• [0019]
    The term “fiber”, as used herein, may be taken to mean a unit of matter characterized by having a length of at least two orders of magnitudes greater than its diameter or width and which can be formed into a fabric web.
  • [0020]
    Various methods of making the non-woven composite facing material are described in U.S. Pat. No. 5,653,041, which is assigned to the assignee of the present invention and included herein by reference in its entirety. One procedure may include the steps of: (a) positioning a layer of staple fiber and a layer of spunbonded continuous filament web in surface-to-surface alignment; and (b) bonding the layers together by applying heat and pressure substantially evenly or at selected points over the entire surface area. “Substantially evenly” refers to the application of heat and pressure across the width and along the length of the aligned layers.
  • [0021]
    Another method of making the non-woven composite facing material may include the steps of: (a) positioning a layer of staple fiber and a layer of spunbonded continuous filament web in a surface-to-surface alignment, wherein the layer of spunbonded web includes a filament of a thermoplastic polymer having a melt point which facilitates bonding of the layers; and (b) bonding the layers by applying heat continuously over the surface area of one layer together with pressure, wherein the heat is high enough to induce softening of the thermoplastic polymer.
  • [0022]
    “Non-woven spunbonded web” refers to a web of material which has been formed without the use of a weaving process and which has a construction of individual fibers, filaments or threads which are substantially continuous and randomly disposed. “Substantially continuous” fibers means that a majority of polymeric filaments of a web are unbroken or uncut fibers. “Staple” fibers are non-continuous, i.e., cut filament fibers. A “staple fiber batt” or “layer” refers to a batt or layer of staple fibers of uniform weight held together by fiber to fiber cohesion and having limited dimensional stability. “Bonding” of a fiber or filament refers to the attachment of a polymer fiber or filament upon reaching at or near its melt point (Tm) to another fiber.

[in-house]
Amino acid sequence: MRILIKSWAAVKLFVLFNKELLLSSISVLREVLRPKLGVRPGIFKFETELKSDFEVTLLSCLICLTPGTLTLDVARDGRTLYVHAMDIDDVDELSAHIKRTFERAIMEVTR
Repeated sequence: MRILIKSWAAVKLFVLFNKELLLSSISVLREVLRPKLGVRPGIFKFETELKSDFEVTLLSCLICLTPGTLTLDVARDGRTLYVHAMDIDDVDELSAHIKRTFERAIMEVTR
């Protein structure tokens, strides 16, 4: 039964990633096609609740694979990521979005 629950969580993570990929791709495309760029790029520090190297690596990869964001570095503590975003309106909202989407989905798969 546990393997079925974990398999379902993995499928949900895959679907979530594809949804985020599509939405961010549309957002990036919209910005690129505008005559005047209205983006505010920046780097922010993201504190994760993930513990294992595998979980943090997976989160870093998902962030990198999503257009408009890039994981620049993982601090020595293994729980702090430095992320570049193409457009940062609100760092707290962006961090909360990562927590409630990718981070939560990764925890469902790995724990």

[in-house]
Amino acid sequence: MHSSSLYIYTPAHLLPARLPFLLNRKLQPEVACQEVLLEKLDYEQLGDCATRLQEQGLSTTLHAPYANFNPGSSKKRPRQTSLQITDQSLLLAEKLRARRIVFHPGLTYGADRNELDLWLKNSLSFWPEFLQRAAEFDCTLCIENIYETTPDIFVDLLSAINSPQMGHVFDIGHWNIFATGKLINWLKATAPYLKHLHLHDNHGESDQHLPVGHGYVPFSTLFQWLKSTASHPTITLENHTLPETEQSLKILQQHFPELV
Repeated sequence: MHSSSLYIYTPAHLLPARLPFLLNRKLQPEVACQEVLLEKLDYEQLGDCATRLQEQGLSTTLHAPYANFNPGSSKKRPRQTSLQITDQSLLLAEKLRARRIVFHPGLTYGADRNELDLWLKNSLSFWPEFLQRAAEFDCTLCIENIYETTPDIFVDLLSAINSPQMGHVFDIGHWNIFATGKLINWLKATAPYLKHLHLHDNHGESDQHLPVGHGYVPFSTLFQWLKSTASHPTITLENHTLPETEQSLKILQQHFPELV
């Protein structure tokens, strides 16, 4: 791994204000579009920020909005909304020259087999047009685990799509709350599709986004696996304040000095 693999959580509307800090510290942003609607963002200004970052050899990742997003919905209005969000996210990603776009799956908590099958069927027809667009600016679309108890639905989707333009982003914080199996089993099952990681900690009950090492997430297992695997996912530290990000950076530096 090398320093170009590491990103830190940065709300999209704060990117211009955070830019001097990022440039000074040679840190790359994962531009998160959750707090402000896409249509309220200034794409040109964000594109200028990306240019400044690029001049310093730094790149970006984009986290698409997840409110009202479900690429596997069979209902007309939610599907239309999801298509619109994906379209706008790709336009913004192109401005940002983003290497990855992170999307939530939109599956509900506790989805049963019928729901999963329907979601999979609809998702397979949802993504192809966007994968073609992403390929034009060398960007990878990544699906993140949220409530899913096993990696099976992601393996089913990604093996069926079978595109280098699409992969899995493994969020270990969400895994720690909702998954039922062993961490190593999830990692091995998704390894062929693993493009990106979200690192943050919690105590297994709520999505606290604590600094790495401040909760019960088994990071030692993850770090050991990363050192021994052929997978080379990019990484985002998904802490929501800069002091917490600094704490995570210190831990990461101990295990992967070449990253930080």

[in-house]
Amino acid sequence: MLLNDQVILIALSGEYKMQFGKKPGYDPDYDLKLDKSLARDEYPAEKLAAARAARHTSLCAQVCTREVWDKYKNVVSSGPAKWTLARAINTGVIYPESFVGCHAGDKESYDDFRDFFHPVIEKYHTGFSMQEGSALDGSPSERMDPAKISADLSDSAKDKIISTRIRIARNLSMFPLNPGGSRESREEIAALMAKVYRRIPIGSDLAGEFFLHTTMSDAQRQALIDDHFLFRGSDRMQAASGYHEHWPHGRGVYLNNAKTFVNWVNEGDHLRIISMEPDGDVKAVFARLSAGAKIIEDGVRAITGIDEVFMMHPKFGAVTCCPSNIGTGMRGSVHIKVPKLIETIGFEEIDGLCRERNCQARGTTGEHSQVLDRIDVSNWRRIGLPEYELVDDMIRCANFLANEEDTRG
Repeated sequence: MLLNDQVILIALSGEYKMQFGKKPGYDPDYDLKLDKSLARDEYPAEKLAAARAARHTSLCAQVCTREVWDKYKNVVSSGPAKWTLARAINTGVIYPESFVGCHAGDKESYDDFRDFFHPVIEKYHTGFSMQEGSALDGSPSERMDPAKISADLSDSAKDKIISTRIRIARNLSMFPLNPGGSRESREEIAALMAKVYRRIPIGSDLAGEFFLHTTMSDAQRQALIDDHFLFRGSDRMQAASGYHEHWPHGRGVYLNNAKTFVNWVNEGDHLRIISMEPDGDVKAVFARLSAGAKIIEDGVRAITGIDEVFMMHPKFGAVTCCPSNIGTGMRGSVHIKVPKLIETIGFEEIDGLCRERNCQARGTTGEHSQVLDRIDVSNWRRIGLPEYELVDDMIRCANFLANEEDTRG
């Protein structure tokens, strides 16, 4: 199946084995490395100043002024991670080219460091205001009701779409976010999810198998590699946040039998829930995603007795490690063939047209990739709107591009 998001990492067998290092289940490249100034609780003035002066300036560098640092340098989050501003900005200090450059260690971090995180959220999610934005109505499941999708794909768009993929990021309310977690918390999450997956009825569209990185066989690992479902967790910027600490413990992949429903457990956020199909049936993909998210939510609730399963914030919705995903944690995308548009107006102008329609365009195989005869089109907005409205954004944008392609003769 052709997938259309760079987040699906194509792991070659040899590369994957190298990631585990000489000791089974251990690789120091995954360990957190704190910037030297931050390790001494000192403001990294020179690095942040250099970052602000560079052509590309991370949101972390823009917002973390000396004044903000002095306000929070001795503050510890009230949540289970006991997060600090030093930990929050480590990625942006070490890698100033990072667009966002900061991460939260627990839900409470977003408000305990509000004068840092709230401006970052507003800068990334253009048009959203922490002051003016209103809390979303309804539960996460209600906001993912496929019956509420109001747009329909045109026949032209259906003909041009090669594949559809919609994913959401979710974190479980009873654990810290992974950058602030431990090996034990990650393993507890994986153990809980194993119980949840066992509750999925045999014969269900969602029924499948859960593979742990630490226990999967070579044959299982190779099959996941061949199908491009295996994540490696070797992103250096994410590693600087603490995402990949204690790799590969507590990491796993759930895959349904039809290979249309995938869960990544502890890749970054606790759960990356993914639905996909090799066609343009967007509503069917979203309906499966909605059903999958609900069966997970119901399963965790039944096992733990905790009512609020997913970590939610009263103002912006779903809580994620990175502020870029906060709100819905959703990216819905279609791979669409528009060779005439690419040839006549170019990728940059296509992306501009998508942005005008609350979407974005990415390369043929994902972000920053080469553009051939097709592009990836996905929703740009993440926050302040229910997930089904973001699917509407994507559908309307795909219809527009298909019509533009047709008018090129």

• [0023]
    Non-woven composite facing materials of the invention may be useful in manufactured goods such as automotive trim components when combined with layers of fiberglass, foam, shoddy or other materials to form sound attenuating or heat insulating panels. Laminates so formed may be used as headliners, hood liners and dash insulators. The facing material may further be treated to provide fire retardancy and/or repel water. The facing materials of the present invention may provide improved moldability and drapability due to their isotropic nature. They may further provide improved coverage (hiding) as well as reduced weight and reduced cost.
  • [0024]
    Accordingly, one aspect of the invention relates to the manufacture of non-woven facing materials that may exhibit isotropic tensile and tear strength as well as drapability and/or a textile-like appearance for use as a facing layer in automotive trim panel applications. By isotropic tensile strength it is meant that the tensile strength of the facing material in either a horizontal (width) or vertical (length) direction is within 10% of either value, including all values and increments therein. For example, if the tensile strength in the vertical direction is 7500 psi, the tensile strength in the horizontal direction may also be between about 6750 psi to 8250 psi. Similarly, the tear strength, which may be measured, e.g., according to the Elmendorf ASTM D-1922 test, may also be evaluated in a horizontal (TH) and vertical direction (TV) and may be reported in grams. According, the value of TH/TV will have no units and may have a value between 0.9-1.1. Materials of the invention may include composites of one or more layers of spunbonded web made from continuous and randomly deposited fibers of thermoplastic polymers and one or more layers of carded polymeric staple fibers. Spunbonded fabrics and fabrics using staple fibers are discussed in “Encyclopedia of Textiles, Fibers and Non-woven Fabrics”, Ed. M. Grayson, John Wiley and Sons, NY, 1984, pages 252-304, hereby incorporated by reference.